*No increase in drug manufacturer rebates. The Senate bill avoided harmful co-payment and premium increases and benefit reductions in part because it achieved much of its Medicaid savings by restraining the amounts that Medicaid pays for prescription drugs. To ensure that Medicaid gets the best prescription drug prices, the Senate bill increased the minimum rebates that drug manufacturers are required to pay the Medicaid program for drugs dispensed to Medicaid beneficiaries. The Senate bill also applied the rebates to drugs provided to Medicaid beneficiaries through managed care plans. The Senate drug rebate provisions produced Medicaid savings of $3.9 billion over five years and $10.5 billion over ten years, which helped the Senate reach its savings target without harming low-income beneficiaries.
In a victory for the powerful pharmaceutical industry, the conference agreement fails to include the Senate’s significant rebate provisions. The conference agreement includes only two minor provisions related to drug rebates already included in both the House-passed and Senate-passed bills; these provisions generate savings of only $220 million over five years and $720 million over ten years, or 2 percent of the gross Medicaid savings in the conference agreement.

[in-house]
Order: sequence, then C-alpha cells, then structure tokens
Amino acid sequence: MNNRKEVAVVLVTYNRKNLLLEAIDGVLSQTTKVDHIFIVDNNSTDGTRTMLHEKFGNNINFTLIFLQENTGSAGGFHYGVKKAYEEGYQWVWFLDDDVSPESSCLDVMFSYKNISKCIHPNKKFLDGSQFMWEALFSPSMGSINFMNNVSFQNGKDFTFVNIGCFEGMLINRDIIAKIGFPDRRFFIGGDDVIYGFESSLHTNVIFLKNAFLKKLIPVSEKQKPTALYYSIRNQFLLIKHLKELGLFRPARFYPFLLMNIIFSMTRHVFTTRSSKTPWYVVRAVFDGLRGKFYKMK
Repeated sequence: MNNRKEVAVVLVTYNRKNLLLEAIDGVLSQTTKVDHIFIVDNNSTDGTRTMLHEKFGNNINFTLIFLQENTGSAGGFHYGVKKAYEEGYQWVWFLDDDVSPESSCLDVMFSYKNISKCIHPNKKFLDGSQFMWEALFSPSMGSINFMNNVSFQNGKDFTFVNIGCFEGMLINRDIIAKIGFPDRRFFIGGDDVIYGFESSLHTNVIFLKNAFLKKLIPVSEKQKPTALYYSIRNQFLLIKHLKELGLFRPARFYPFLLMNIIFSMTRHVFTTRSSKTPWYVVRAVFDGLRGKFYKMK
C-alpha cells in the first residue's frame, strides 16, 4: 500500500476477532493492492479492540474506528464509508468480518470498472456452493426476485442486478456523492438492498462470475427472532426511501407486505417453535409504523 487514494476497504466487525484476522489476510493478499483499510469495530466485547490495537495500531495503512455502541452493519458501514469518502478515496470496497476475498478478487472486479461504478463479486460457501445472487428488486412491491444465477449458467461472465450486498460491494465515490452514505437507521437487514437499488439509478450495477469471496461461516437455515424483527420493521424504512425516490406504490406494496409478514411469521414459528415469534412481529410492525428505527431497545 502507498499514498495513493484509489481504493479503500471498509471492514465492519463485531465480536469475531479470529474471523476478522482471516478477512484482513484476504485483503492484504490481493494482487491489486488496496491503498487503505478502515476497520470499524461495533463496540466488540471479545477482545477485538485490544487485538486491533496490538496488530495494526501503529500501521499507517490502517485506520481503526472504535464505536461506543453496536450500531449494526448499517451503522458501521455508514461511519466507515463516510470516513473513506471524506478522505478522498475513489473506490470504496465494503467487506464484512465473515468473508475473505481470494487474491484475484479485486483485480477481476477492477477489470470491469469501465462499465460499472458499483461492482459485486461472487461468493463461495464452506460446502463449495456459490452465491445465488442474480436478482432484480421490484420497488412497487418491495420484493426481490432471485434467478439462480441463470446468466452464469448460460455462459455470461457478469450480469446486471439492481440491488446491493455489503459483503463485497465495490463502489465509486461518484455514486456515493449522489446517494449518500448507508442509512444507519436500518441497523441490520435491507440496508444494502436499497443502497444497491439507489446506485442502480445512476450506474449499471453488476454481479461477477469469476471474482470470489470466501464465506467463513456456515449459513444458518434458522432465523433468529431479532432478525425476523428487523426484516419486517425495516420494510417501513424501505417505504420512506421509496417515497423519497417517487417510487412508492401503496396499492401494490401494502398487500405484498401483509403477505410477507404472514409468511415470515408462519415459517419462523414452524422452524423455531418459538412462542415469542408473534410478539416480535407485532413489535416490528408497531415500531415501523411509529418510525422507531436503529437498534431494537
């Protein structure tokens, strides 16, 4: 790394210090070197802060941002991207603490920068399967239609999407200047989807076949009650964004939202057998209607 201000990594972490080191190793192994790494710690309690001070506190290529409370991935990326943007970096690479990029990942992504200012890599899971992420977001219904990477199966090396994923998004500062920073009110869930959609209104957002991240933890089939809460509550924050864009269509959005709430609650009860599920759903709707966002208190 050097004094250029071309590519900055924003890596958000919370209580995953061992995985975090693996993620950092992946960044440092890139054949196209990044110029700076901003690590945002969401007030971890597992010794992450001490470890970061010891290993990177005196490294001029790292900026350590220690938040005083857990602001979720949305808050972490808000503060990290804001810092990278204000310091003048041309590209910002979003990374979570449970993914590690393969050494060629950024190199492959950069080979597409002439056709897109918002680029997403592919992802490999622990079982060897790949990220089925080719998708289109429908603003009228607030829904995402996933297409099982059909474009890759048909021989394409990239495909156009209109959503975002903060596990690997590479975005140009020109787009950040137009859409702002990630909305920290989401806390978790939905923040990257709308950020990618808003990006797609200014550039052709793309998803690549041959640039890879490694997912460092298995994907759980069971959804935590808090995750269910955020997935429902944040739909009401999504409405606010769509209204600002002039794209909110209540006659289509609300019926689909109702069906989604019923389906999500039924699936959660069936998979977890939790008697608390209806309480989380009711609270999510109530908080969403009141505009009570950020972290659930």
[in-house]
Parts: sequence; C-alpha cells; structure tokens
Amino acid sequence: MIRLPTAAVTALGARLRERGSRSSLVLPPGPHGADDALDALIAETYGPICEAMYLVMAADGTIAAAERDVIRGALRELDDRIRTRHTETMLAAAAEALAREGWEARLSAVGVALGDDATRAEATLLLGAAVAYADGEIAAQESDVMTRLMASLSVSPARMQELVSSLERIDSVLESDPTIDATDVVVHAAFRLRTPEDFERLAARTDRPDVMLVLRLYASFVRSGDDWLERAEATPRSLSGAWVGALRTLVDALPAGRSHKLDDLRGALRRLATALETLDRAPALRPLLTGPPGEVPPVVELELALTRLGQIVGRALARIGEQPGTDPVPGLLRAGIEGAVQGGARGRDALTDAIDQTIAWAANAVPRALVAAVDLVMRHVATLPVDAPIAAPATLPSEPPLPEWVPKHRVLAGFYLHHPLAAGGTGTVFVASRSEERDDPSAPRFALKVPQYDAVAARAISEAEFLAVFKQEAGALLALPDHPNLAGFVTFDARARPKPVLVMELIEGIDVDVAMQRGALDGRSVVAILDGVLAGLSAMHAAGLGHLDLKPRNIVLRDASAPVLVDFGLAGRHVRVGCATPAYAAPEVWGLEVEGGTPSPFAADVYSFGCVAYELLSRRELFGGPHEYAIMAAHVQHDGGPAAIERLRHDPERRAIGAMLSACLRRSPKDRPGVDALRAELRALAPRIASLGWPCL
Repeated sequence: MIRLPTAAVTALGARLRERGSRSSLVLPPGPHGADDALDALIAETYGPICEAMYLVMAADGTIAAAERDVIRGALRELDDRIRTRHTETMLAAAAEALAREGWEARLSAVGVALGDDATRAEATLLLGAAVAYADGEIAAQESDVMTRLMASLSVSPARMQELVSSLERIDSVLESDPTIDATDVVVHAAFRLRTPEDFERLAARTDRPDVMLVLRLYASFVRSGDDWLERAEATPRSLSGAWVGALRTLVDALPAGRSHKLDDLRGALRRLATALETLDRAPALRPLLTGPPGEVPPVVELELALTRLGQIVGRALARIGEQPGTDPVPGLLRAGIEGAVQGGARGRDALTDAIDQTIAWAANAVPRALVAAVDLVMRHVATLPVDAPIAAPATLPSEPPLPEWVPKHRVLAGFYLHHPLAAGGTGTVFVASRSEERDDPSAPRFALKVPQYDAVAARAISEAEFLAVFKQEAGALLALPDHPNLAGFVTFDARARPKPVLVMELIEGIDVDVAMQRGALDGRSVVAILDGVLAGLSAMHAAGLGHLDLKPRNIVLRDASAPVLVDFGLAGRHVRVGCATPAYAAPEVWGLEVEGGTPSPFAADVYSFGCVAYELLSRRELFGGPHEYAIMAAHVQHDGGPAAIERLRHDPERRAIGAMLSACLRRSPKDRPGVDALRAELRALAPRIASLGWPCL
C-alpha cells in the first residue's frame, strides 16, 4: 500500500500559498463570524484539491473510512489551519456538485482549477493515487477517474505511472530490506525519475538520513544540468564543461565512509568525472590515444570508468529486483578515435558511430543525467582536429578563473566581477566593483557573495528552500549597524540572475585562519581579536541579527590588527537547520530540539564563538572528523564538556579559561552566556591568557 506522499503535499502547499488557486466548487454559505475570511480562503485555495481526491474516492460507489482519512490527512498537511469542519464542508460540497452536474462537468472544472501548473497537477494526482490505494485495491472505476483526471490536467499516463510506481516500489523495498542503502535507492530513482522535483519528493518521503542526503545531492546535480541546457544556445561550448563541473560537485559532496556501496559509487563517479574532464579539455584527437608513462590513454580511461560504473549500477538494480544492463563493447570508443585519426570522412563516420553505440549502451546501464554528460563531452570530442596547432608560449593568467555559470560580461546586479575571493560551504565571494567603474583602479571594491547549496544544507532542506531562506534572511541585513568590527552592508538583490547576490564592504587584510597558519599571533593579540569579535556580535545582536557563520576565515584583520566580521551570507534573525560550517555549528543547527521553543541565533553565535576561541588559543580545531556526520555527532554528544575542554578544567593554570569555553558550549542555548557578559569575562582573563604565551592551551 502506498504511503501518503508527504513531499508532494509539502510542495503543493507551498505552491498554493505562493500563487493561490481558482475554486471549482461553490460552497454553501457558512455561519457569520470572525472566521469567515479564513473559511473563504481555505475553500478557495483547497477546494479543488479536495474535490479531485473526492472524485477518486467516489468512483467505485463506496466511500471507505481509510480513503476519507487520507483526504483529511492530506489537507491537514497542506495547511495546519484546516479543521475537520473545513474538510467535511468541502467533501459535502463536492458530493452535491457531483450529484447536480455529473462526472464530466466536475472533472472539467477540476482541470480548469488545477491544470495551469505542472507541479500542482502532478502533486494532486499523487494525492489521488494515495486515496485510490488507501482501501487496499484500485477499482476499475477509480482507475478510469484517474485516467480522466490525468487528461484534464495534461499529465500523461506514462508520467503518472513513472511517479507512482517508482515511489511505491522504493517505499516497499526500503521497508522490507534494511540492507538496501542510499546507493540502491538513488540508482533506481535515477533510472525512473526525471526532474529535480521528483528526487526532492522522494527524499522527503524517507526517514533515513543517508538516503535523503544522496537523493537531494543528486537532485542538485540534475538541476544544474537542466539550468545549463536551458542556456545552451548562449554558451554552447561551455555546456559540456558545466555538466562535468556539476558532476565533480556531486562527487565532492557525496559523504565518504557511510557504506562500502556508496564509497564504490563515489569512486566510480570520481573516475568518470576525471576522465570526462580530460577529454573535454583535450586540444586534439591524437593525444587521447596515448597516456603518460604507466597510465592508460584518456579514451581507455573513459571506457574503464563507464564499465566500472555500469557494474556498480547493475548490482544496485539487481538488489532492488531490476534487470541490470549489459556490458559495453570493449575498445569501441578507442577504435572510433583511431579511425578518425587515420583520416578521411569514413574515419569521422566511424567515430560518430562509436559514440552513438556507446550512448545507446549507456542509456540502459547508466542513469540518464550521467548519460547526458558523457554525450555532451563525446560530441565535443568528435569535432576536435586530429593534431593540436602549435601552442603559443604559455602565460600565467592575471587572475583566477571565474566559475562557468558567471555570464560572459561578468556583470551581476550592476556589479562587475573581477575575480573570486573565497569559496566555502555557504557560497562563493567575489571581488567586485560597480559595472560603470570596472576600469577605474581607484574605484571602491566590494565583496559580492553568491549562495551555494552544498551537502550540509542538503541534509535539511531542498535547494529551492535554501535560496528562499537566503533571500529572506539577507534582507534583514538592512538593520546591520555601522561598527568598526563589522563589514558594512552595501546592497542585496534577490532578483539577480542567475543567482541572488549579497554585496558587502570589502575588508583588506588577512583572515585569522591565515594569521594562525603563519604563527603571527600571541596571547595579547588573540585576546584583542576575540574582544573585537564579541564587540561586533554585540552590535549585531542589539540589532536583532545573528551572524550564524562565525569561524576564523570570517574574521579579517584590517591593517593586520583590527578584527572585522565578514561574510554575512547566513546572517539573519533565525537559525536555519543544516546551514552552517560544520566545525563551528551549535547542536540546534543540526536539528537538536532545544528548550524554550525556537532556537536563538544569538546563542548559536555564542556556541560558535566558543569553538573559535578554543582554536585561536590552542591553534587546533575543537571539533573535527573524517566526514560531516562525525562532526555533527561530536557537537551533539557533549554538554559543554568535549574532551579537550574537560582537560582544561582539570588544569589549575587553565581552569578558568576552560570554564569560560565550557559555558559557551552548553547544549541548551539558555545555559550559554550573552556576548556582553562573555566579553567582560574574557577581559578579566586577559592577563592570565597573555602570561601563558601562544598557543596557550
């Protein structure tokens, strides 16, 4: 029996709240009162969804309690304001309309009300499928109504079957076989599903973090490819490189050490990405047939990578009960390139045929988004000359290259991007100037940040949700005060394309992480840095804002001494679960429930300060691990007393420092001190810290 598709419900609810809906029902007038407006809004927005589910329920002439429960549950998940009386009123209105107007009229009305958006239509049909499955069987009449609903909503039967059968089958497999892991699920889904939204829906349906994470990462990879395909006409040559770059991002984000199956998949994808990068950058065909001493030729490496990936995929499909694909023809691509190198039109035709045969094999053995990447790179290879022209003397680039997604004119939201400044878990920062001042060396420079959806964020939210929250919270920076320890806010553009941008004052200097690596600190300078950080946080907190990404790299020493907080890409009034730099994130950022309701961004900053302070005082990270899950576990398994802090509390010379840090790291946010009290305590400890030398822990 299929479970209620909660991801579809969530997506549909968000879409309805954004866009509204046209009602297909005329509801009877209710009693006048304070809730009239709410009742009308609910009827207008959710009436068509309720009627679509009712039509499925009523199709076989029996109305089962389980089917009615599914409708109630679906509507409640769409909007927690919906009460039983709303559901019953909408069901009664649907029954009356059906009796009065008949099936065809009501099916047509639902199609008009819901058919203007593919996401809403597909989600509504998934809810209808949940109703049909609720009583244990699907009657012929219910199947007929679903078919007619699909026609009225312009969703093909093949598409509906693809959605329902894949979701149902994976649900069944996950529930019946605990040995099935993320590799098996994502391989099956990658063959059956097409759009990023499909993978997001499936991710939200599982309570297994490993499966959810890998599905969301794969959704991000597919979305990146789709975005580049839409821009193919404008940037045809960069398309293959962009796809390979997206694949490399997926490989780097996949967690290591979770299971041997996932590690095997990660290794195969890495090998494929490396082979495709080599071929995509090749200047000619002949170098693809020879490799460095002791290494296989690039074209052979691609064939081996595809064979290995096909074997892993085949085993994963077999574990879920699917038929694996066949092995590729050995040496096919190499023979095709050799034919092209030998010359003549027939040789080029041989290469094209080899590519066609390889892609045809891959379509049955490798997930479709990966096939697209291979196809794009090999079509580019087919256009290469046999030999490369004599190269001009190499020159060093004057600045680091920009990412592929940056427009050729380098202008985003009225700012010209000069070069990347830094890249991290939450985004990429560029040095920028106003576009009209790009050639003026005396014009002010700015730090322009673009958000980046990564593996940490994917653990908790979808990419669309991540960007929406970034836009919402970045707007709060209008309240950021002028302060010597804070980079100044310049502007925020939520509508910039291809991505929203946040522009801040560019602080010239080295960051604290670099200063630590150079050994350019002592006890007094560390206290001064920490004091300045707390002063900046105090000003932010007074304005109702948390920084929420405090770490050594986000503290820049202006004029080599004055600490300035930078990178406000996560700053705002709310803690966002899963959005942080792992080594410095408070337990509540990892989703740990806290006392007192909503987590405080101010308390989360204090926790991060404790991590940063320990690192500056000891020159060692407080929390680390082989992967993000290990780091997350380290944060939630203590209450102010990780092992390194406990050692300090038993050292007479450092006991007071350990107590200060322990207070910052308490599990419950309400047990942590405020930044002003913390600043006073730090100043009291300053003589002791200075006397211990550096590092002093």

*No elimination of the Medicare stabilization fund. The conference report also protects Medicare managed care plans. It drops a Senate provision that would have eliminated a wasteful $10 billion fund to encourage participation in Medicare by regional Preferred Provider Organizations (PPOs). The Medicare Payment Advisory Commission (MedPAC) — the official, independent advisory body to Congress on Medicare payment policy — recommended last summer in a nearly unanimous vote that this fund be eliminated because it is unnecessary and unwarranted and provides an unfair competitive advantage to PPOs over traditional Medicare fee-for-service and other managed care plans, such as Medicare HMOs. Nevertheless, the conference agreement leaves this fund fully intact, forgoing $5.4 billion in savings over five years (and twice that over ten years) contained in the Senate bill. The removal of this Senate provision likely was done at the behest of the managed care industry and the Administration, which threatened to veto the budget bill if the Senate provision was included in the final conference agreement.